The Minnesota Department of Natural Resources announced Wednesday that anglers on Mille Lacs Lake, known as the “Walleye Capital of the World,” will be able to keep only one walleye 19- to 21-inches long or one over 28 inches when the fishing season opens Saturday, May 9.
The DNR says it is taking the action because the walleye numbers are at a 40-year low. Last year, Mille Lacs anglers could keep two walleye 18- to 20-inches long or one longer than 28 inches.
The 128,000-plus acre lake, the second largest in Minnesota, is about 100 miles north of the Twin Cities near Garrison. It brings in many anglers from the Midwest each summer to fish the ( former?) “walleye factory,” for “marble eyes.”
And the DNR also announced it will close night fishing beginning the Monday after the opener with two exceptions. Beginning Monday, June 8, muskie anglers may fish at night with artificial lures longer than 8 inches or sucker minnows longer than 8 inches. Also, bow fishing for rough fish only will be allowed at night beginning June 8 provided no angling equipment is in a boat.
The DNR says the restrictive walleye regulations are necessary to keep walleye harvest within the lake’s established safe harvest level.
“The new regulations reflect our commitment to improve the walleye fishery as quickly as possible and stay within the state’s 1837 Treaty safe harvest allocation yet continue to provide walleye angling opportunities,” said Don Pereira, fisheries chief for the DNR.
The 2015 regulations for Mille Lacs Lake are as follows:
- Walleye – Limit of one and the fish must be 19- to 21-inches long or longer than 28 inches. Night closure from 10 p.m. to 6 a.m. May 11 to December 1.
- Northern pike – Limit of 10. One fish may be longer than 30 inches only if two fish shorter than 30 inches are caught on the same trip and in possession.
- Bass – Limit of six smallmouth and largemouth bass in combination. Only one smallmouth bass may be longer than 18 inches.
Mille Lacs’ 2015 walleye safe harvest level was reduced from 60,000 to 40,000 pounds in 2015 so more fish could potentially survive and spawn to improve the walleye population. State anglers can harvest up to 28,600 pounds of walleye. The eight Chippewa bands with 1837 Treaty harvest rights can harvest up to 11,400 pounds of walleye, according to the DNR.
“This set of regulations is designed to minimize the likelihood that a catch-and-release only walleye fishing regulation would be needed later in the season to stay within the state’s safe harvest allocation,” Pereira said.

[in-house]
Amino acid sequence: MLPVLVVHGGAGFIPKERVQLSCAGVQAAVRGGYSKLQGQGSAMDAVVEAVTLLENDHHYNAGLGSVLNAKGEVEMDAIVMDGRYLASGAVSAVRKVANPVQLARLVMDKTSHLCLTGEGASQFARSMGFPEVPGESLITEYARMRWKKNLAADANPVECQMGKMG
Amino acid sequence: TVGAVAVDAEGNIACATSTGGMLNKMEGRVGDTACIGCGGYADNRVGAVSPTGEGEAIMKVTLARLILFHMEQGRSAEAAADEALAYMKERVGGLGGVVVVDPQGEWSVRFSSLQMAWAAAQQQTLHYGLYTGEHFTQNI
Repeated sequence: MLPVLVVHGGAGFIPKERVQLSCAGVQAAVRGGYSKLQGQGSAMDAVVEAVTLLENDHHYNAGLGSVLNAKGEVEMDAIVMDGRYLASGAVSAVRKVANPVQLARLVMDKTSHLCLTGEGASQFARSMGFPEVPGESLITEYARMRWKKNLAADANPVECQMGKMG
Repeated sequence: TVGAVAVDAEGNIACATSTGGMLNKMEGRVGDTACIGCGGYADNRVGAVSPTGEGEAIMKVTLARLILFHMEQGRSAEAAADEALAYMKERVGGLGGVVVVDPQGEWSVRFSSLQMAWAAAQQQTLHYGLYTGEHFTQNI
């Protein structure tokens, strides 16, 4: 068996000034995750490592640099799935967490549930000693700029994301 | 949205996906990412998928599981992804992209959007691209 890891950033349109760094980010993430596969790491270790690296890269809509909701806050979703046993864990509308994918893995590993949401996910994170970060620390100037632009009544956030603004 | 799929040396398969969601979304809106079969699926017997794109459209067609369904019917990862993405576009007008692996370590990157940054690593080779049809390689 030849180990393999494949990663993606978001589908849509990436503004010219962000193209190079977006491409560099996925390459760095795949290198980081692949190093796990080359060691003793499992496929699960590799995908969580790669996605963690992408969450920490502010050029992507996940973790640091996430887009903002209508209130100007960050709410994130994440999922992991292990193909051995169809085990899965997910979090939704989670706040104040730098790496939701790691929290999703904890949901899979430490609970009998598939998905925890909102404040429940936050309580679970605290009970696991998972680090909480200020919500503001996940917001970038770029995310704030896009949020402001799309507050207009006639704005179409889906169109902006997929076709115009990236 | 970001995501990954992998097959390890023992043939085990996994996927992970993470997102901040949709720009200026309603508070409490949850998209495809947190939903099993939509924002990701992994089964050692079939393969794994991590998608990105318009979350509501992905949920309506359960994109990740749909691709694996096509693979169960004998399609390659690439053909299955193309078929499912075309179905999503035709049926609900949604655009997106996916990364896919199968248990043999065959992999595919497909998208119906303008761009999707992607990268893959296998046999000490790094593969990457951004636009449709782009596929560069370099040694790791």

The DNR noted like last year, anglers may keep up to 10 northern pike. A change – suggested and supported by the Mille Lacs input group – this year allows one of those fish to be longer than 30 inches only if an angler has first caught at least two northerns shorter than 30 inches on the same trip and has them in immediate possession. Angling season for northern pike runs from May 9 through March 27, 2016.
“There was too much pressure on large northern pike last year when anglers and spearers could harvest one fish longer than 30 inches without restriction,” Pereira said. “So this year we’re experimenting with an ‘earn-a-trophy’ concept that requires anglers to harvest more abundant smaller fish before they can take home a big fish.”
Mille Lacs’ relaxed smallmouth bass regulations remain in effect. The smallmouth bass season begins May 9 and allows anglers to harvest smallmouth bass from the walleye opener until the last Sunday in February 2016. Anglers may keep six smallmouth and largemouth bass in combination, but only one smallmouth bass may be longer than 18 inches.
Pereira said the suite of regulations reflects significant fish population changes at Mille Lacs. Northern pike numbers are at record highs. The smallmouth bass population has been increasing since the 1990s. Tullibee and perch populations, both important forage species, are relatively low.
The DNR noted fish populations likely are being influenced by many factors including a management approach that focused too much walleye harvest on too narrow a size range of fish. An adequate number of spawners remain in the lake and sufficient walleye continue to hatch each year. The problem is that since 2008, not enough young walleye are surviving to maturity and replenishing the population.
“We’re encouraged by walleye hatched in 2013,” Pereira said. “That year class shows strong signs that more of those fish are surviving and will mature.”
The DNR added other factors contributing to the changing fishery on Mille Lacs and possibly influencing the survival of young walleye include clearer water that may limit suitable habitat and increase vulnerability to predation, longer growing seasons related to climate change that may favor other species, and the indirect impacts of a variety of invasive species in the lake, including zebra mussels, spiny water fleas and Eurasian water milfoil.
Midwest Guide Outdoors Readers: What’s your take on the Minnesota DNR’s action? For all: Has your state DNR done a good job with fish management?